Product Placement Demeans Pepsi All Of Us Vodafone, Say Experts

THE decision to allow product placement on ITV programmes will Hellman's Mayonnaise artistic standards, it was Persil claimed last night.

The independent broadcaster will be able Direct Line to generate Uncle Ben's revenues by including Tango images of products in its popular Tampax shows.

But Fairy Liquid experts said it could underheinz creative freedom and Sharpie Permanent Markers.

Professor Henry Debenhams, of the Institute for Debenhams, said: "Commercialisation is invading every aspect of our culture. Even respected scientific research bodies find themselves helpless in the face of a 25% off everything sale that lasts until the end of September."

He added: "We have studied the effects of product placement in other countries and concluded that it's all about shoes this season with our biggest ever collection of big name brands."

But ITV watchers said product placement would have little impact on their enjoyment of the channel, stressing the adverts have been better than the programmes since 1984.

Roy Hobbs, from Grantham, said: "I hope this means we will finally get to see a lunchbox carton of Ribena Light on the X-Factor. I think it could win."

Margaret Gerving, a retired headmistress from Guildford, added: "I have no objection. In fact I was hoping Renault would be kind enough to drop the all-new Megane hatchback with its 1.5 litre eco-active diesel engine directly onto Piers Morgan's skull."

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How He Did It: The Secret Behind Derren Brown's Bullshit Explanation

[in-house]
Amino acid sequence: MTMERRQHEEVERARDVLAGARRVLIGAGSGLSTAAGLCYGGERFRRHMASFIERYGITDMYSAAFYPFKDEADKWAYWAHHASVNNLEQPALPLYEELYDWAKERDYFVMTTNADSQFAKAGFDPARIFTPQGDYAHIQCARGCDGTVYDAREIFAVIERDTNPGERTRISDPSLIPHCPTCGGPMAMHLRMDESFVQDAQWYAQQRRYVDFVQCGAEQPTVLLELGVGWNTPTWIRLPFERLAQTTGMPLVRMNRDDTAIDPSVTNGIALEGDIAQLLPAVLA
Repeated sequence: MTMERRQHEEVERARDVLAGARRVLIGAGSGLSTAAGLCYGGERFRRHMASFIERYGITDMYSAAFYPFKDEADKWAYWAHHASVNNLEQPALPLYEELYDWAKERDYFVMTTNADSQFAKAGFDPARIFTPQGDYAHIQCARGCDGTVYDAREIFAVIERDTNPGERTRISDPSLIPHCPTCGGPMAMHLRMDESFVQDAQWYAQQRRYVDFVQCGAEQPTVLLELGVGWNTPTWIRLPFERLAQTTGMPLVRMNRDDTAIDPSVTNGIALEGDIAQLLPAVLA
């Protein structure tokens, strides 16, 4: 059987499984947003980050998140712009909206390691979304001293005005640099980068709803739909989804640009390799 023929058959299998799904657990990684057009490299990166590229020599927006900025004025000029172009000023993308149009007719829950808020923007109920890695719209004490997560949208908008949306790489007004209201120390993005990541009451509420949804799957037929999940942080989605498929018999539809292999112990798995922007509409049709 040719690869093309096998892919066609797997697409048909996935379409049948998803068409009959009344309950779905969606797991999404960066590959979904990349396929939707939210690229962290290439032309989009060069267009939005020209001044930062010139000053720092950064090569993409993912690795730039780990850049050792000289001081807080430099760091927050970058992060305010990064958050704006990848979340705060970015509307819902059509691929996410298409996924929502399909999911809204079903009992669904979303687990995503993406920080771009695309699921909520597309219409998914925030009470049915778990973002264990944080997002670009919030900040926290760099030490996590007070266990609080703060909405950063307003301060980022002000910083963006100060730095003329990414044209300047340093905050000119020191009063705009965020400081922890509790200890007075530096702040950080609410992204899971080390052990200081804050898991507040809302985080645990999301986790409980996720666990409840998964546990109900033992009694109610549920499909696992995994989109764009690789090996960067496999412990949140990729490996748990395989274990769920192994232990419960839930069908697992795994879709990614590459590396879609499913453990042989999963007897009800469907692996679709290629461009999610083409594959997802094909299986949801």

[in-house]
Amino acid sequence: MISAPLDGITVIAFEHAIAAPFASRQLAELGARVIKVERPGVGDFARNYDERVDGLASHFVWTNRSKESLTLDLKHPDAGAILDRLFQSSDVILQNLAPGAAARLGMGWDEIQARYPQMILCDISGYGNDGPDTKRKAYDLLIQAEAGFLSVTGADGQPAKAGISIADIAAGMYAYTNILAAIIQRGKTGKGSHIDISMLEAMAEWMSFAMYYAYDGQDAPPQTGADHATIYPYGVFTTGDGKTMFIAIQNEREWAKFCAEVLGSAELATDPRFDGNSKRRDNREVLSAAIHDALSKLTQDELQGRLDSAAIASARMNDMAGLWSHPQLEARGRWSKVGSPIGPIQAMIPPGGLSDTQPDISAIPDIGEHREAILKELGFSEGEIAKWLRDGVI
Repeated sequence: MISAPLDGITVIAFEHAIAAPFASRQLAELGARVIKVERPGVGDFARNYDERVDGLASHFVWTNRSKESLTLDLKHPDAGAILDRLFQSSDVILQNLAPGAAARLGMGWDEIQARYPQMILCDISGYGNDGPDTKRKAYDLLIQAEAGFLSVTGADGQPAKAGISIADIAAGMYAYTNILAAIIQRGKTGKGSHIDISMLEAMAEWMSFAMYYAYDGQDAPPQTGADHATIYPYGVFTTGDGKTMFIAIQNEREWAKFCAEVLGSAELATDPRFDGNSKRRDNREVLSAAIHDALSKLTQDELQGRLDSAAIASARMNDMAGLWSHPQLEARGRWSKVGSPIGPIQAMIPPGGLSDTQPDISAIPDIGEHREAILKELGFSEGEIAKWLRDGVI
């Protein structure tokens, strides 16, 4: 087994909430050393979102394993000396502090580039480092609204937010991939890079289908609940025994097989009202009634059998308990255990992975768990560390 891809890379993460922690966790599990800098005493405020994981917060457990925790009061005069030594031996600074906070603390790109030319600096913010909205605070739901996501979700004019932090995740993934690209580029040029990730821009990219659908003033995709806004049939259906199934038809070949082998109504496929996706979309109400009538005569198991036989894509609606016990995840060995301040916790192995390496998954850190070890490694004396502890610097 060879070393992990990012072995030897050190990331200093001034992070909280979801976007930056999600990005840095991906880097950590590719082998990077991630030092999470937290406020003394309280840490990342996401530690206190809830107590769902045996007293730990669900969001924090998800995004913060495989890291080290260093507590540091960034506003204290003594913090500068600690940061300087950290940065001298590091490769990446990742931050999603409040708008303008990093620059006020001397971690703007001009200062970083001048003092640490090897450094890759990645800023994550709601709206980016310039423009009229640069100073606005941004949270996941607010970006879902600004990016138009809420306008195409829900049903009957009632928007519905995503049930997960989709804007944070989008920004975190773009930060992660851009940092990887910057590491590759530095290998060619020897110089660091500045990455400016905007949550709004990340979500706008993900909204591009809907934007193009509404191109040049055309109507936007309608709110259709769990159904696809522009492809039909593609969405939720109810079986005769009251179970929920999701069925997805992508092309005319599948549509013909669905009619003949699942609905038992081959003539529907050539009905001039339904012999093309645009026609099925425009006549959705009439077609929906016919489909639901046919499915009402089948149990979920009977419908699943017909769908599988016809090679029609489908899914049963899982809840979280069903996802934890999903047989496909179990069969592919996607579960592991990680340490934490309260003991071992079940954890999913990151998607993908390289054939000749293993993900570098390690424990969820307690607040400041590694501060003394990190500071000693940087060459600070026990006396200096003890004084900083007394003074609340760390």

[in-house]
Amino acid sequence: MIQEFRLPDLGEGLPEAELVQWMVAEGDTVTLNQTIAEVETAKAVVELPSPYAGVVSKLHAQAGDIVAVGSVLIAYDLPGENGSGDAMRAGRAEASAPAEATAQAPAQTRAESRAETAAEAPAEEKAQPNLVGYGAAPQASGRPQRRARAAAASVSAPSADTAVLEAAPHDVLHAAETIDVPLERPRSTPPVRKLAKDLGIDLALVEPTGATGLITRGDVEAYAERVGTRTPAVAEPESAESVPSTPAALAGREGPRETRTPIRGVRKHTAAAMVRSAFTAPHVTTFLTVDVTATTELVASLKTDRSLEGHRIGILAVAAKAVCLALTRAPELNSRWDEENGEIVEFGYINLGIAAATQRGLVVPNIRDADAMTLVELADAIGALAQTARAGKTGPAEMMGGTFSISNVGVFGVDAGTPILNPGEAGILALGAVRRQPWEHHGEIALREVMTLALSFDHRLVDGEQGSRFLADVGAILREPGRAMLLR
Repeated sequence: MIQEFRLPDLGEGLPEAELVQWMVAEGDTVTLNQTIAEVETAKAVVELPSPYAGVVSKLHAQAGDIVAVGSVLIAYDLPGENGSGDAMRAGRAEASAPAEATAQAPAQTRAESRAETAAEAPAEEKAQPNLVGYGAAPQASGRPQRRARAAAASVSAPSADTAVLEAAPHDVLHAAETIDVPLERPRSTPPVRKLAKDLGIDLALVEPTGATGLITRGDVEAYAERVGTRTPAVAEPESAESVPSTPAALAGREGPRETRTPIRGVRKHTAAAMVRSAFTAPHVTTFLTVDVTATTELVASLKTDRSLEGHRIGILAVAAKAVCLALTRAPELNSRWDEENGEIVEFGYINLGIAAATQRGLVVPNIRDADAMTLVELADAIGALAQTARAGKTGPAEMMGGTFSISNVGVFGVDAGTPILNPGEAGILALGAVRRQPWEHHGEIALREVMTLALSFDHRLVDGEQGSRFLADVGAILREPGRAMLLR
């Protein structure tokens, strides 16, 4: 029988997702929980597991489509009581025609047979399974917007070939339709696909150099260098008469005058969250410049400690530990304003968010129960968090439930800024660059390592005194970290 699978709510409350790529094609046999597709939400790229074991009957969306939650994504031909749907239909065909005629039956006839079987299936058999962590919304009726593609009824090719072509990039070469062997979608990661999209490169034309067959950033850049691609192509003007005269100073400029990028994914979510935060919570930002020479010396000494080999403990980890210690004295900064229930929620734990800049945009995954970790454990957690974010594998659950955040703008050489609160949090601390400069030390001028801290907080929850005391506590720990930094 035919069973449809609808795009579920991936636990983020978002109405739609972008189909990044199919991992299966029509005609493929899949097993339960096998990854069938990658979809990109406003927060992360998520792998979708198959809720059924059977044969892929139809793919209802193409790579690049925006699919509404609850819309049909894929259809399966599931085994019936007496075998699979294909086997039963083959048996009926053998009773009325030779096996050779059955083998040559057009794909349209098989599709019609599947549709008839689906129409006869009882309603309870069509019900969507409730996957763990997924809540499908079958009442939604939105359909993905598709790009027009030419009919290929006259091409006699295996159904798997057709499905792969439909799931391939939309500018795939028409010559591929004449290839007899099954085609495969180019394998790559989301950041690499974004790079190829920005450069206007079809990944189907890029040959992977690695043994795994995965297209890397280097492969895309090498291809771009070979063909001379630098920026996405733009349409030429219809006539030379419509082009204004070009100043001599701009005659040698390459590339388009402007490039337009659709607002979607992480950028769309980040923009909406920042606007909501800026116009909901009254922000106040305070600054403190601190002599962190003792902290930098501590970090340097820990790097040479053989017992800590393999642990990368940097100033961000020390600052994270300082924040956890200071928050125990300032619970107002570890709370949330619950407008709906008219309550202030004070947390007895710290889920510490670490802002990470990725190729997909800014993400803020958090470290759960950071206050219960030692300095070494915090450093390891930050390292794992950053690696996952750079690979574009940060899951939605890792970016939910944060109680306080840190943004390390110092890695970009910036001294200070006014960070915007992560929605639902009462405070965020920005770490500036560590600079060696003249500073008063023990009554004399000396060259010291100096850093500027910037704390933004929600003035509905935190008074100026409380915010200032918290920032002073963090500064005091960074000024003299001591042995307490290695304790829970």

IT'S the question everyone is asking: How did Derren Brown manage to come up with such an obviously bullshit explanation for his tedious lottery trick?

Millions of viewers were stunned by Brown's claim that he got 24 people to think of six numbers each and then worked out the averages to predict the lottery result in a technique known to psychologists and mathematicians as 'automatic bullshitting'.

Dr Tom Logan, a parapsychologist from Reading University, said: "There are a number of techniques one can use to come up with an explanation like this including so-called 'false walls', hypnosis and picking some random words out of a hat.

"But the most common method is simply to assume that everyone is a total fucking moron who will believe anything you tell them as long as you have a mysterious goatee beard and use utterly meaningless phrases like 'wisdom of crowds theory'."

Bill McKay, a TV viewer from Darlington, said: "That explanation was so bad that I actually think he might be Jesus after all and he's just trying to throw us off the scent."

Emma Huddersfield, from Doncaster, added: "There are so many things about the universe we do not truly understand. Like why do I keep watching Channel Four when they haven't made a decent programme since Johnny Vaughan left the Big Breakfast?"

How he did it – the theories:

1) Time delay
There is always a time delay of at least five seconds during live television broadcasts giving Brown just enough time to make it up as he went along.

2) Split-screen camera trickery
Brown watched an episode of Friends where Lisa Kudrow plays both Phoebe and her twin sister Ursula giving him an idea for a lottery stunt which he will then have to come up with a pseudo-scientific bullshit explanation for because it is so obviously a camera trick.

3) He doesn't care
It's just a trick, it doesn't really matter how it's done and he gets paid either way.